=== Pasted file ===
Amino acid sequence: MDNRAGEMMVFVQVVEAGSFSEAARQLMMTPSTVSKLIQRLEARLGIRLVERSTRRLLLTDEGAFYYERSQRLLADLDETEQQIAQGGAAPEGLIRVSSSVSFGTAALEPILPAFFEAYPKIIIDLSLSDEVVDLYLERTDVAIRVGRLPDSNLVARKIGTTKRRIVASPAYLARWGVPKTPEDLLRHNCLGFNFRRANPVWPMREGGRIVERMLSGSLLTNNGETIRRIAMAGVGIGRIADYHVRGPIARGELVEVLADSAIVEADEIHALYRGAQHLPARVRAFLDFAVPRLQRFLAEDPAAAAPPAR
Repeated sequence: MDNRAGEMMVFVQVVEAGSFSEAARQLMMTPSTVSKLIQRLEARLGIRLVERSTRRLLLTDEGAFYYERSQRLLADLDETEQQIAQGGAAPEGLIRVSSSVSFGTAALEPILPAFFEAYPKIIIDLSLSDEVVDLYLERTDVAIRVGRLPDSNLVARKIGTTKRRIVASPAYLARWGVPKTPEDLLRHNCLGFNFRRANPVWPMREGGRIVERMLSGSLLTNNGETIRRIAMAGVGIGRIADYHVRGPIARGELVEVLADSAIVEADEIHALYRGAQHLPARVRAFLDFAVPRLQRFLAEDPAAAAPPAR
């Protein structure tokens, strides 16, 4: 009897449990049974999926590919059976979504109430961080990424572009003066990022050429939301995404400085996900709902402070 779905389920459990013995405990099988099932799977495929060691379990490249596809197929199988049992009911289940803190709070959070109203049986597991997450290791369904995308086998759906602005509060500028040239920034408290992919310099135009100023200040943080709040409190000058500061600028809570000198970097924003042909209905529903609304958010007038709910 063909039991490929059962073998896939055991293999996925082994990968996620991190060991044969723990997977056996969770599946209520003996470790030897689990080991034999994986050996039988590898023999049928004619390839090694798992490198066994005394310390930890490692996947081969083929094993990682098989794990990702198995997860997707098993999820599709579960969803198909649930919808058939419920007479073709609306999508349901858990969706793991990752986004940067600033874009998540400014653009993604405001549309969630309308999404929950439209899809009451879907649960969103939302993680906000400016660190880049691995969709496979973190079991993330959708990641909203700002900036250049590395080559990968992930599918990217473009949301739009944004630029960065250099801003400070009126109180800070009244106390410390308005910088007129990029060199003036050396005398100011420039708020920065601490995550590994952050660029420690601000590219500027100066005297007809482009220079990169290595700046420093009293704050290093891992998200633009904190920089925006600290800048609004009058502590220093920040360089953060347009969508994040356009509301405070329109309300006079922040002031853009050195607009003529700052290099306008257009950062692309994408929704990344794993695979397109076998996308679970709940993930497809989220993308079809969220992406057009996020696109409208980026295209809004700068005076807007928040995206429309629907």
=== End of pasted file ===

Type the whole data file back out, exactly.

Amino acid sequence: MDNRAGEMMVFVQVVEAGSFSEAARQLMMTPSTVSKLIQRLEARLGIRLVERSTRRLLLTDEGAFYYERSQRLLADLDETEQQIAQGGAAPEGLIRVSSSVSFGTAALEPILPAFFEAYPKIIIDLSLSDEVVDLYLERTDVAIRVGRLPDSNLVARKIGTTKRRIVASPAYLARWGVPKTPEDLLRHNCLGFNFRRANPVWPMREGGRIVERMLSGSLLTNNGETIRRIAMAGVGIGRIADYHVRGPIARGELVEVLADSAIVEADEIHALYRGAQHLPARVRAFLDFAVPRLQRFLAEDPAAAAPPAR
Repeated sequence: MDNRAGEMMVFVQVVEAGSFSEAARQLMMTPSTVSKLIQRLEARLGIRLVERSTRRLLLTDEGAFYYERSQRLLADLDETEQQIAQGGAAPEGLIRVSSSVSFGTAALEPILPAFFEAYPKIIIDLSLSDEVVDLYLERTDVAIRVGRLPDSNLVARKIGTTKRRIVASPAYLARWGVPKTPEDLLRHNCLGFNFRRANPVWPMREGGRIVERMLSGSLLTNNGETIRRIAMAGVGIGRIADYHVRGPIARGELVEVLADSAIVEADEIHALYRGAQHLPARVRAFLDFAVPRLQRFLAEDPAAAAPPAR
């Protein structure tokens, strides 16, 4: 009897449990049974999926590919059976979504109430961080990424572009003066990022050429939301995404400085996900709902402070 779905389920459990013995405990099988099932799977495929060691379990490249596809197929199988049992009911289940803190709070959070109203049986597991997450290791369904995308086998759906602005509060500028040239920034408290992919310099135009100023200040943080709040409190000058500061600028809570000198970097924003042909209905529903609304958010007038709910 063909039991490929059962073998896939055991293999996925082994990968996620991190060991044969723990997977056996969770599946209520003996470790030897689990080991034999994986050996039988590898023999049928004619390839090694798992490198066994005394310390930890490692996947081969083929094993990682098989794990990702198995997860997707098993999820599709579960969803198909649930919808058939419920007479073709609306999508349901858990969706793991990752986004940067600033874009998540400014653009993604405001549309969630309308999404929950439209899809009451879907649960969103939302993680906000400016660190880049691995969709496979973190079991993330959708990641909203700002900036250049590395080559990968992930599918990217473009949301739009944004630029960065250099801003400070009126109180800070009244106390410390308005910088007129990029060199003036050396005398100011420039708020920065601490995550590994952050660029420690601000590219500027100066005297007809482009220079990169290595700046420093009293704050290093891992998200633009904190920089925006600290800048609004009058502590220093920040360089953060347009969508994040356009509301405070329109309300006079922040002031853009050195607009003529700052290099306008257009950062692309994408929704990344794993695979397109076998996308679970709940993930497809989220993308079809969220992406057009996020696109409208980026295209809004700068005076807007928040995206429309629907």